In recent years, major advances have also occurred in student selectivity. Between 1996 and 2006, freshman applications increased from 16,501 to 26,584, and the average SAT scores of entering freshmen increased from 1,248 to 1,325. During this same period, the dollar amount of sponsored project awards received by the University more than doubled. Since 1996, the University’s endowment has grown from $590 million to approximately $1.8 billion, the result of successful investment strategies and effective fund-raising campaigns.
A milestone in the history of the University took place on June 29, 2004, when Boston College acquired 43 acres of land and five buildings in Brighton previously owned by the Archdiocese of Boston. In November 2004, St. Stephen’s Priory in Dover, encompassing 78.5 acres of land, was purchased by Boston College from the Dominican Fathers. Boston College later purchased an additional 18 acres of land on the Brighton campus. On December 5, 2007, Boston College unveiled its 10-year, $1.6 billion expansion plan, including the addition of up to 100 new faculty members, a recreation complex, more than 600 beds for undergraduates, a fine arts district, and new athletic facilities.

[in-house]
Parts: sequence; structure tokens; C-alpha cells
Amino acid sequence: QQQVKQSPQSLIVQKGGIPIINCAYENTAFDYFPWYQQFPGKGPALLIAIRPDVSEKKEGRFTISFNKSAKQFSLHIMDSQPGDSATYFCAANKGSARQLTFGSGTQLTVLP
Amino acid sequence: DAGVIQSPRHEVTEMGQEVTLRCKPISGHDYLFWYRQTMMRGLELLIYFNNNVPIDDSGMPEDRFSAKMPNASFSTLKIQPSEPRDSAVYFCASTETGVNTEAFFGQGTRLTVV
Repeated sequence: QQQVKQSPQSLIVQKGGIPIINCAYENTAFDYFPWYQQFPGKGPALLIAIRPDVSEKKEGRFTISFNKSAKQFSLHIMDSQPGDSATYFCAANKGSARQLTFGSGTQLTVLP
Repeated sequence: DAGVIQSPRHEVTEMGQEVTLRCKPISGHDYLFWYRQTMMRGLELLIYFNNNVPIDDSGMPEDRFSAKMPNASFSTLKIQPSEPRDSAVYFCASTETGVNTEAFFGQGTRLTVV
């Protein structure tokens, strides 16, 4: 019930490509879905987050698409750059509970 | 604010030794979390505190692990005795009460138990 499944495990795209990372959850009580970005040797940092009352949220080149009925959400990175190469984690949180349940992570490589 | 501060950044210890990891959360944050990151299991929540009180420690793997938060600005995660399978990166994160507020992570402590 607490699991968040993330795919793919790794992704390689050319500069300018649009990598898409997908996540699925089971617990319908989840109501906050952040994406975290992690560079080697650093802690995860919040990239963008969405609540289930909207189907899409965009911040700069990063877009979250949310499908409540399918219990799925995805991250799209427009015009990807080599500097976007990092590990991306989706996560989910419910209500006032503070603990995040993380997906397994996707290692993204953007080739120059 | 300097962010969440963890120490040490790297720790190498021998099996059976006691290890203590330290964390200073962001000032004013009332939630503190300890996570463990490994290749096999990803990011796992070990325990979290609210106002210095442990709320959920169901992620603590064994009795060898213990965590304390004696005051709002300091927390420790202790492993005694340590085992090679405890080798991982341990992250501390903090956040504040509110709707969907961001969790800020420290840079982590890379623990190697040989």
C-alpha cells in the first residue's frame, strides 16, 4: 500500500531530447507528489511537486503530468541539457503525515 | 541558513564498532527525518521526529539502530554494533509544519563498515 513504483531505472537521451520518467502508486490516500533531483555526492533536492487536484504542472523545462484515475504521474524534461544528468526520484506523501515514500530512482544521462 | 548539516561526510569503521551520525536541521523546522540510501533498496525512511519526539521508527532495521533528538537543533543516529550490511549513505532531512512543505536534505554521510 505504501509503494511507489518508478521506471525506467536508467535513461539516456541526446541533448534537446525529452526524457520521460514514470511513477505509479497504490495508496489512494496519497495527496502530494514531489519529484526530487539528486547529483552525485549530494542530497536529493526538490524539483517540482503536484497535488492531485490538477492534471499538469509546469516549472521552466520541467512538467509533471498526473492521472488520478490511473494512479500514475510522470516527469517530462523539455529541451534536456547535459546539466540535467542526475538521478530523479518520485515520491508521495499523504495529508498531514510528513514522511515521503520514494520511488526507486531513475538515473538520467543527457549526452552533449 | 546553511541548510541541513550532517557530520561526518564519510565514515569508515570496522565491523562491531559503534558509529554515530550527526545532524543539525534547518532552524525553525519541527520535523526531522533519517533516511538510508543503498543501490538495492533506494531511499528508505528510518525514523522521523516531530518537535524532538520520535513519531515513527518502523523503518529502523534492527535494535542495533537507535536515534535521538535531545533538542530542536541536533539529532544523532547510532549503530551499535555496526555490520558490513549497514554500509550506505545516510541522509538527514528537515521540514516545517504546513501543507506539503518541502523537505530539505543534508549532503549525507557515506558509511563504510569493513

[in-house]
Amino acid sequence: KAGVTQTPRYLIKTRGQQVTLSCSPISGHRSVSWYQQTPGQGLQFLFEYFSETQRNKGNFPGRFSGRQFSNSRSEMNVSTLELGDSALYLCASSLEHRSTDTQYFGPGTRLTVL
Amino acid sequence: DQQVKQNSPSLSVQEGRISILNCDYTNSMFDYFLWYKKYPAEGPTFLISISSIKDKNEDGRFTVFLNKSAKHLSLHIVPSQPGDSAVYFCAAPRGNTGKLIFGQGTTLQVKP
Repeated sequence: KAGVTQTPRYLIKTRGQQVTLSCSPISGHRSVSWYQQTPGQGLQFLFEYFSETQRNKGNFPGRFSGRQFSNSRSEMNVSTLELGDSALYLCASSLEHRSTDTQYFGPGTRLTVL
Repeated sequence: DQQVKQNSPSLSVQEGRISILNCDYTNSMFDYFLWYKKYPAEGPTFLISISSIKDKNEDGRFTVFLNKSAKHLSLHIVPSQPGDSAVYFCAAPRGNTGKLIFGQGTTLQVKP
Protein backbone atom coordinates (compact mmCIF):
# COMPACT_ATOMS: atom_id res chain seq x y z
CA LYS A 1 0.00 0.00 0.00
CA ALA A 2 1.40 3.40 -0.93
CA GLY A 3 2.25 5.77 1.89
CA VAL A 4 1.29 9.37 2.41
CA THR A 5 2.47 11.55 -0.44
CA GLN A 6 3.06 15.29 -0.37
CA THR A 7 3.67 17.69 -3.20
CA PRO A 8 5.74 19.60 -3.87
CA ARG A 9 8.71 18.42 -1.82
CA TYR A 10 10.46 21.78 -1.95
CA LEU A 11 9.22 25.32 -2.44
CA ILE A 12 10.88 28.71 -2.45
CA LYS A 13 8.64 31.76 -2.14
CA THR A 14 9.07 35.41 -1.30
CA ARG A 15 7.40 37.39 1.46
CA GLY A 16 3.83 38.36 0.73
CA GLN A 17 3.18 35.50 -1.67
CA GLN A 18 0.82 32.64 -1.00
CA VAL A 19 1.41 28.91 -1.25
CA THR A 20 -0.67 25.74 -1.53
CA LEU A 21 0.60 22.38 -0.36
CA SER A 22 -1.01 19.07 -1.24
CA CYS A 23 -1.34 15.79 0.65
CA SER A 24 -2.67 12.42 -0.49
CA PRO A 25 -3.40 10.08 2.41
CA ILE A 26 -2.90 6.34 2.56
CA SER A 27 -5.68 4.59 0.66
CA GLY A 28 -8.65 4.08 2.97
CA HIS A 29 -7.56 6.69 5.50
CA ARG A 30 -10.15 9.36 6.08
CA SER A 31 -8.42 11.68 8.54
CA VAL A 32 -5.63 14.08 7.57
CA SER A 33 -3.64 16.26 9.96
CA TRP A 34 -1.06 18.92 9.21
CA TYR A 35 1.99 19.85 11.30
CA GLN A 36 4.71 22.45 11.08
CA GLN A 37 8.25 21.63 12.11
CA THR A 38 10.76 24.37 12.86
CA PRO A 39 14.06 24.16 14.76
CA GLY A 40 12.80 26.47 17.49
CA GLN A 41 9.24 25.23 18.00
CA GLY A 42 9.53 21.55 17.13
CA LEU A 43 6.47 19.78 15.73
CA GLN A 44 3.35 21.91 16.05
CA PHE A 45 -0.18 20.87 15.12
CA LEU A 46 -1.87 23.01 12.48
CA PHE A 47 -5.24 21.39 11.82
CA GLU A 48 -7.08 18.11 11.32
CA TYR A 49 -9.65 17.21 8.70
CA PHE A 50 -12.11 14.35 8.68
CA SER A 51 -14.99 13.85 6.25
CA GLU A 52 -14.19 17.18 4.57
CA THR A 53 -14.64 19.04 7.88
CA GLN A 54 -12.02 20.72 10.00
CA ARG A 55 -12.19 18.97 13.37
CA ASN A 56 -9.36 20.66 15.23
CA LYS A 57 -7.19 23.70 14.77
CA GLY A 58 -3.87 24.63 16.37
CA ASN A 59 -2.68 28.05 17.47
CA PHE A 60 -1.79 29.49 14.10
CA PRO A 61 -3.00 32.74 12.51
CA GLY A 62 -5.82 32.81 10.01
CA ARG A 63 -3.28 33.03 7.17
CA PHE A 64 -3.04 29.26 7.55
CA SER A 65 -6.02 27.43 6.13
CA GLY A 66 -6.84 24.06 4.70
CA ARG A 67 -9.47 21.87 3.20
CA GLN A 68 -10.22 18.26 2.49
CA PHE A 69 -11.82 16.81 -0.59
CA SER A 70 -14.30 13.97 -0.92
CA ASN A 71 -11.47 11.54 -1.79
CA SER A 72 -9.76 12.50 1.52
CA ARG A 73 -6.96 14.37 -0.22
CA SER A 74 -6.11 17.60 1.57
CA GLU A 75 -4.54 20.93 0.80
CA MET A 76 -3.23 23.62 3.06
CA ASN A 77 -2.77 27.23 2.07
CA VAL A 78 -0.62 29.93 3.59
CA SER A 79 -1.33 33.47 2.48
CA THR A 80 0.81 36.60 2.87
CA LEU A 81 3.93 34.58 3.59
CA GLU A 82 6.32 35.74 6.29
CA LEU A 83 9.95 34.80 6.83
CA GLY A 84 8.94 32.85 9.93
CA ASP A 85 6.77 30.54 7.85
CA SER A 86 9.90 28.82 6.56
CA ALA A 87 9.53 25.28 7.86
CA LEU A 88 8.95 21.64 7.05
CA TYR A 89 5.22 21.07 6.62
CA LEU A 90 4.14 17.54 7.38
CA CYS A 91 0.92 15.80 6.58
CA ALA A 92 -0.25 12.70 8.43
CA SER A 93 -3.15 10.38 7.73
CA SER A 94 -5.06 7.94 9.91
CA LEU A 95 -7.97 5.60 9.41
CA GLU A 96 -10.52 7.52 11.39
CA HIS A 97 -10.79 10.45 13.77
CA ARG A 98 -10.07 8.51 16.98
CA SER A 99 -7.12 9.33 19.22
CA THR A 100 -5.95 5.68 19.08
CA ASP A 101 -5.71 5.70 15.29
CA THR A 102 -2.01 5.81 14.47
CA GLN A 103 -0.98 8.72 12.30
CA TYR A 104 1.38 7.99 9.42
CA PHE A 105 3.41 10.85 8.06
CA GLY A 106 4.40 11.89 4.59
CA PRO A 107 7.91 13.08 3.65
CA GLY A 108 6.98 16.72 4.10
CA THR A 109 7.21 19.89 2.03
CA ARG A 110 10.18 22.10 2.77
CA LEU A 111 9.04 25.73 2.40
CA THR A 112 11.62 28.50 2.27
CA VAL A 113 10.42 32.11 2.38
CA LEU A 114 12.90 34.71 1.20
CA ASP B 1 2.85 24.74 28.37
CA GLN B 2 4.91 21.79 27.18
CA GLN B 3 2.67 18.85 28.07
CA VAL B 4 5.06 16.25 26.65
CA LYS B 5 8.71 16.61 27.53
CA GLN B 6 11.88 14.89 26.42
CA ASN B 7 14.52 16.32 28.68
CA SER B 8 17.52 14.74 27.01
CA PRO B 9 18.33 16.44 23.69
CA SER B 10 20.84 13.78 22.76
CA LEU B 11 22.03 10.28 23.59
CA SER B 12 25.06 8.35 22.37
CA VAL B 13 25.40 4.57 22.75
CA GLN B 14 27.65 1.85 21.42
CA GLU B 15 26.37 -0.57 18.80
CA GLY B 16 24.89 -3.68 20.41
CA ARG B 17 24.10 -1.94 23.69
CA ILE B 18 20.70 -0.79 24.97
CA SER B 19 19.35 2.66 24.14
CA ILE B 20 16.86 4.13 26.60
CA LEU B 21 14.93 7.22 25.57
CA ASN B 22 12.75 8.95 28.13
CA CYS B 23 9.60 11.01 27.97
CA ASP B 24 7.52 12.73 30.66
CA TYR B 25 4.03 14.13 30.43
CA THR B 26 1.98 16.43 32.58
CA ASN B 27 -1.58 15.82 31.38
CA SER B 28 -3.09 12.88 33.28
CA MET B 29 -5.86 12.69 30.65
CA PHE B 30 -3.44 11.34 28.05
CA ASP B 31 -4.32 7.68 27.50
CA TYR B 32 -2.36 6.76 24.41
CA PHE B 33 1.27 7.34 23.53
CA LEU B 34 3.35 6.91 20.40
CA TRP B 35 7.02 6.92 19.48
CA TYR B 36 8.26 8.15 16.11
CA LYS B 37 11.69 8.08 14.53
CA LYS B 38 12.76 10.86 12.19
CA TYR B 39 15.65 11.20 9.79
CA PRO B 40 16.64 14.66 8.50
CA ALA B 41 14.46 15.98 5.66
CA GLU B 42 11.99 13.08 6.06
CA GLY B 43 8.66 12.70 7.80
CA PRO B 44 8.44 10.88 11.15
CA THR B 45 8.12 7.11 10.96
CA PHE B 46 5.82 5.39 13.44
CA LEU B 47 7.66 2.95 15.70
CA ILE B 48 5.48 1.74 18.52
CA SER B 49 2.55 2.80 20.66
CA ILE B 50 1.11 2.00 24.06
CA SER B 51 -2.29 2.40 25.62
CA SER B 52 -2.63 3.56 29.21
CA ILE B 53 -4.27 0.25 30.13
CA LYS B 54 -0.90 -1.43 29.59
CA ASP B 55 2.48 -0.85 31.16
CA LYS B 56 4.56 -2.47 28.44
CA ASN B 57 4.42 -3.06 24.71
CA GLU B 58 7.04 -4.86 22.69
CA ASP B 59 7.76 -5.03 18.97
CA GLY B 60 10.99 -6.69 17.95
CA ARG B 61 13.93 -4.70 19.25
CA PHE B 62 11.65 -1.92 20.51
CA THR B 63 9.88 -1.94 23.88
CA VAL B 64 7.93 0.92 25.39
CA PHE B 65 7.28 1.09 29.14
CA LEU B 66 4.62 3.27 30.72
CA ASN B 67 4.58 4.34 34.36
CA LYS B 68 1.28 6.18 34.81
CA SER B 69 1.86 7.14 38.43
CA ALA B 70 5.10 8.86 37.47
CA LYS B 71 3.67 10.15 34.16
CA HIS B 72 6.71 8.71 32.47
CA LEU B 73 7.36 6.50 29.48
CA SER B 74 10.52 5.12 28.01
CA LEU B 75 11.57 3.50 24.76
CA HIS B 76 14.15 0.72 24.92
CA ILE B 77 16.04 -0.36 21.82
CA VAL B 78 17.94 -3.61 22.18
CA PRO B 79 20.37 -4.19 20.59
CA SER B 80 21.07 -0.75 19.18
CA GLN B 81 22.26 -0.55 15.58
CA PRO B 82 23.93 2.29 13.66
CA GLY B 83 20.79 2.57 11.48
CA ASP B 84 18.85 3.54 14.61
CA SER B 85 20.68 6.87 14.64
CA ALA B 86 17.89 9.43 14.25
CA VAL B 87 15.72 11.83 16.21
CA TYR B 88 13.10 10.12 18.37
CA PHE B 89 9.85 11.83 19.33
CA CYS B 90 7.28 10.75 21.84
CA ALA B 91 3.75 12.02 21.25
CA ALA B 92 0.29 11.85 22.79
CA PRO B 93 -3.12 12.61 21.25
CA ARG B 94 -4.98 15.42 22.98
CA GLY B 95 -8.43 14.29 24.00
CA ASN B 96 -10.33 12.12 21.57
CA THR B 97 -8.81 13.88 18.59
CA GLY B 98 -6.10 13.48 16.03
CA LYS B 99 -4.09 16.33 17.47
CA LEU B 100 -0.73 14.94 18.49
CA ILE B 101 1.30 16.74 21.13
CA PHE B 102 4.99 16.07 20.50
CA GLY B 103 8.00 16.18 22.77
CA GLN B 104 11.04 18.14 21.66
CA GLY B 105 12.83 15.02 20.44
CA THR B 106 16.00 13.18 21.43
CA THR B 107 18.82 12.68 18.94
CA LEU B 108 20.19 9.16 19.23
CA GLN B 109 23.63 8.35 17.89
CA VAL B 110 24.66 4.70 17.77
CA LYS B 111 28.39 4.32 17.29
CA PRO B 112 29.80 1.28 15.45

In the fall of 2008, BC’s new School of Theology and Ministry opened its doors on the Brighton campus. In June 2008 the Weston School of Theology re-affiliated with BC, and joined the Institute of Religious Education and Pastoral Ministry and C21 Online to form the new Boston College School of Theology and Ministry. In 2008, undergraduate applications to Boston College soared past the 30,000 mark, the highest figure in University history. University trustees approved an operating budget of $772 million for 2008-09, and an undergraduate tuition of $37,410. In June 2009, the City of Boston approved BC’s expansion plans for the Lower and Brighton campuses. In 2010, Boston College announced plans for a Sesquicentennial Celebration to be held from May 2012 through the fall of 2013 in recognition of the University’s 150th anniversary.
Source: University Historian and Public Affairs